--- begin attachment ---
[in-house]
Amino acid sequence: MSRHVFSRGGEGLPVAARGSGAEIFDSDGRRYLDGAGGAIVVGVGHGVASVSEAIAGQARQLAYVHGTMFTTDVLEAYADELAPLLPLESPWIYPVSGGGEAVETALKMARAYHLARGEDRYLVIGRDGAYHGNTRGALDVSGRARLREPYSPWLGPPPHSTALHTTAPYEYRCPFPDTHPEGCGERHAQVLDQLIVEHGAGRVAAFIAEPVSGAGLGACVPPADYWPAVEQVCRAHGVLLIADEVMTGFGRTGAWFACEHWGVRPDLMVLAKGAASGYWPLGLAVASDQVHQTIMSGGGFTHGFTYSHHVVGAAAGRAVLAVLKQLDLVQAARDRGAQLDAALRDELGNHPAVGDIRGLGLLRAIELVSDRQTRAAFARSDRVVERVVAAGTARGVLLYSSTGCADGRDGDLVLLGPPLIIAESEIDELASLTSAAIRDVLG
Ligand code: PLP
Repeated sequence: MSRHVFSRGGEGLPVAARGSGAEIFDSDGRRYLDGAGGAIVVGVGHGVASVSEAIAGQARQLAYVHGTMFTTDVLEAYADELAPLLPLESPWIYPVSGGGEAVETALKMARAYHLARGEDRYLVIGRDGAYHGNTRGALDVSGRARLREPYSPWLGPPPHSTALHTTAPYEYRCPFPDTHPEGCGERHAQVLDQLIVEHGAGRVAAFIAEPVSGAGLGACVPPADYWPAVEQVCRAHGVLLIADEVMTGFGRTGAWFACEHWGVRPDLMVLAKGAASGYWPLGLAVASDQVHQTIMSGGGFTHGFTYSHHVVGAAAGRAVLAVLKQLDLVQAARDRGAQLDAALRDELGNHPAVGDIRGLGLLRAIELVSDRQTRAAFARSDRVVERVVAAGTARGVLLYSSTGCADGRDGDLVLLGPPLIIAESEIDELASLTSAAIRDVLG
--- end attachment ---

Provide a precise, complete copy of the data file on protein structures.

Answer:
[in-house]
Amino acid sequence: MSRHVFSRGGEGLPVAARGSGAEIFDSDGRRYLDGAGGAIVVGVGHGVASVSEAIAGQARQLAYVHGTMFTTDVLEAYADELAPLLPLESPWIYPVSGGGEAVETALKMARAYHLARGEDRYLVIGRDGAYHGNTRGALDVSGRARLREPYSPWLGPPPHSTALHTTAPYEYRCPFPDTHPEGCGERHAQVLDQLIVEHGAGRVAAFIAEPVSGAGLGACVPPADYWPAVEQVCRAHGVLLIADEVMTGFGRTGAWFACEHWGVRPDLMVLAKGAASGYWPLGLAVASDQVHQTIMSGGGFTHGFTYSHHVVGAAAGRAVLAVLKQLDLVQAARDRGAQLDAALRDELGNHPAVGDIRGLGLLRAIELVSDRQTRAAFARSDRVVERVVAAGTARGVLLYSSTGCADGRDGDLVLLGPPLIIAESEIDELASLTSAAIRDVLG
Ligand code: PLP
Repeated sequence: MSRHVFSRGGEGLPVAARGSGAEIFDSDGRRYLDGAGGAIVVGVGHGVASVSEAIAGQARQLAYVHGTMFTTDVLEAYADELAPLLPLESPWIYPVSGGGEAVETALKMARAYHLARGEDRYLVIGRDGAYHGNTRGALDVSGRARLREPYSPWLGPPPHSTALHTTAPYEYRCPFPDTHPEGCGERHAQVLDQLIVEHGAGRVAAFIAEPVSGAGLGACVPPADYWPAVEQVCRAHGVLLIADEVMTGFGRTGAWFACEHWGVRPDLMVLAKGAASGYWPLGLAVASDQVHQTIMSGGGFTHGFTYSHHVVGAAAGRAVLAVLKQLDLVQAARDRGAQLDAALRDELGNHPAVGDIRGLGLLRAIELVSDRQTRAAFARSDRVVERVVAAGTARGVLLYSSTGCADGRDGDLVLLGPPLIIAESEIDELASLTSAAIRDVLG